You may think that computer tape memories died out before Rubik’s cubes came in, but IBM and Fujifilm have teamed up to develop a record-breaking new sixth-generation tape storage system that can backup a whopping 50 TB of data.
For most people, tape-based storage technology only survives in museums and old science fiction movies. In the popular imagination, they’re synonymous with a time when computers were gigantic mainframes weighing tonnes that stored their data on huge reel-to-reel tape machines the size of wardrobes with reels big as dinner platters.
They were the dominant storage medium of the 1960s and over the years they were supplanted by new and improving technologies, including disc drives, solid state memories and the like. However, they didn’t vanish, as a visit to any server farm will demonstrate as they are routinely used for backup storage as insurance against, fire, hacking, and other mishaps.
Tapes have a lot of disadvantages. They can’t be accessed at random, uploading and downloading means running the entire tape from beginning to end, they’re bulky, the drives cost a lot, and are slow to copy. On the other hand, the tapes themselves are cheap, they have a very large storage capacity, are portable, and are impossible to hack once removed from the drive.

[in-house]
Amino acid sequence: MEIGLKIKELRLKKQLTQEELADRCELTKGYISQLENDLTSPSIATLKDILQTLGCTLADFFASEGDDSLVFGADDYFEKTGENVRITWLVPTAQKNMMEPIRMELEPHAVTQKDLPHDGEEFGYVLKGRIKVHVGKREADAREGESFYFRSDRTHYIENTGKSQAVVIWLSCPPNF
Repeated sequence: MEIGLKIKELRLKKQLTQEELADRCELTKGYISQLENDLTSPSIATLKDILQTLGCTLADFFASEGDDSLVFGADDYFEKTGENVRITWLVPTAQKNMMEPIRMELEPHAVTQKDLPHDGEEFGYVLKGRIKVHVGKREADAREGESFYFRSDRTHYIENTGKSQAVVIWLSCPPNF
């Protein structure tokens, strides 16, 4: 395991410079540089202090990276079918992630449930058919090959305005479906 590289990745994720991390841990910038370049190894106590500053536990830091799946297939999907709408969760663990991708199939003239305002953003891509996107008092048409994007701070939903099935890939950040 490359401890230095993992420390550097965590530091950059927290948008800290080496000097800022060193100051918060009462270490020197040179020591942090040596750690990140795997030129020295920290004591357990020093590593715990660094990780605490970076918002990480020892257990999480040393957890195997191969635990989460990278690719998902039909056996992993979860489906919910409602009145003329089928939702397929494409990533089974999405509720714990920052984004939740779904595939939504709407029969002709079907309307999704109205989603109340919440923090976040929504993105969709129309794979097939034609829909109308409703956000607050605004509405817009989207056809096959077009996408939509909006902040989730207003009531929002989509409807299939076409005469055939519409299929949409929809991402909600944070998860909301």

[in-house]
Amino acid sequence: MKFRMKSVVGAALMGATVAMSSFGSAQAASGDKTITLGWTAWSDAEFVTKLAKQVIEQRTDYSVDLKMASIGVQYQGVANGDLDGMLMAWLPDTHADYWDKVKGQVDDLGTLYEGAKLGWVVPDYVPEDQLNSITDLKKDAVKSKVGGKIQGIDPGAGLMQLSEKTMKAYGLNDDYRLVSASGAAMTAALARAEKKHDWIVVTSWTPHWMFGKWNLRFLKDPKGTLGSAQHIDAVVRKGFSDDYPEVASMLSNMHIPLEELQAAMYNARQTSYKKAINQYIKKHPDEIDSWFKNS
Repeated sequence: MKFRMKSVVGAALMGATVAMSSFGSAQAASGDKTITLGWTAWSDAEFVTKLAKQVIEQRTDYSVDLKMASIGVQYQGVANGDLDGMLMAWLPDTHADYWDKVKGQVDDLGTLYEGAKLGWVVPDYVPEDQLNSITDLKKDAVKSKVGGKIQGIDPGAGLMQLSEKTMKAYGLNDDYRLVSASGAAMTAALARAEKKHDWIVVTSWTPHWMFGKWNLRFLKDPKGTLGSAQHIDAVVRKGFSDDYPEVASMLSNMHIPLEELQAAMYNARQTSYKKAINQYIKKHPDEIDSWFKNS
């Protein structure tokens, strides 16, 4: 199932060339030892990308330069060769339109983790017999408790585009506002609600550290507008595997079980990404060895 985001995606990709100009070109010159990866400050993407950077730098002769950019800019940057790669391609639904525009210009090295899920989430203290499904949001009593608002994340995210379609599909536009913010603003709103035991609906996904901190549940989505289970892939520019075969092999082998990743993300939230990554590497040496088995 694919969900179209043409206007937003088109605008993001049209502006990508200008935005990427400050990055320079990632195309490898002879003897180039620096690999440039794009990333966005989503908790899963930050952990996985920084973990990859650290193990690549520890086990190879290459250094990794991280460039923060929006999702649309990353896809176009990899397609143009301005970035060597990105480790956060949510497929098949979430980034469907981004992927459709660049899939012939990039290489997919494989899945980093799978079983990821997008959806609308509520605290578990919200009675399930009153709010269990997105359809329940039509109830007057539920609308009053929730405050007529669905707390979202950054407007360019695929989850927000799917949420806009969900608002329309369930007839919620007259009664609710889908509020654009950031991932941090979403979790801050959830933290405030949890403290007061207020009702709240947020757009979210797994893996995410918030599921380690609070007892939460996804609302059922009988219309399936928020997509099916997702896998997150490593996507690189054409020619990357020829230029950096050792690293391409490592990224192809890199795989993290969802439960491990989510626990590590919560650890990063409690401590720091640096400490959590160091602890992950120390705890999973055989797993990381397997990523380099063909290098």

The new tape is designed for IBM’s 3592 JF tape cartridge for the company’s TS1170 drive and is being produced by Fujifilm. Though it is rated at a record 50 TB, that’s only in non-compressed mode. Compressed, the tape can handle a staggering 150 TB.
This is achieved by using nanoparticle technology and fine hybrid magnetic particles made out of Strontium Ferrite (SrFe) magnetic particles and Barium Ferrite (BaFe) particles. These are much smaller than previous particles and are spread very evenly to provide more memory capacity per square inch and a larger recording area.
In addition, the tape itself is 15% longer thanks to a thinner and stronger base film to support the magnetic layer.
“The advanced technology in the IBM 3592 JF tape cartridge will enable customers to realize high densities, which facilitates storage cost optimization while maintaining performance and time to data,” said Alistair Symon, Vice President of Storage Systems Development at IBM. “This is the first tape storage medium with 50 TB native capacity, and it demonstrates tape’s viability as an optimal choice for data protection, active archives and long-term retention in scientific data, industrial data collection and cloud service provider environments.”
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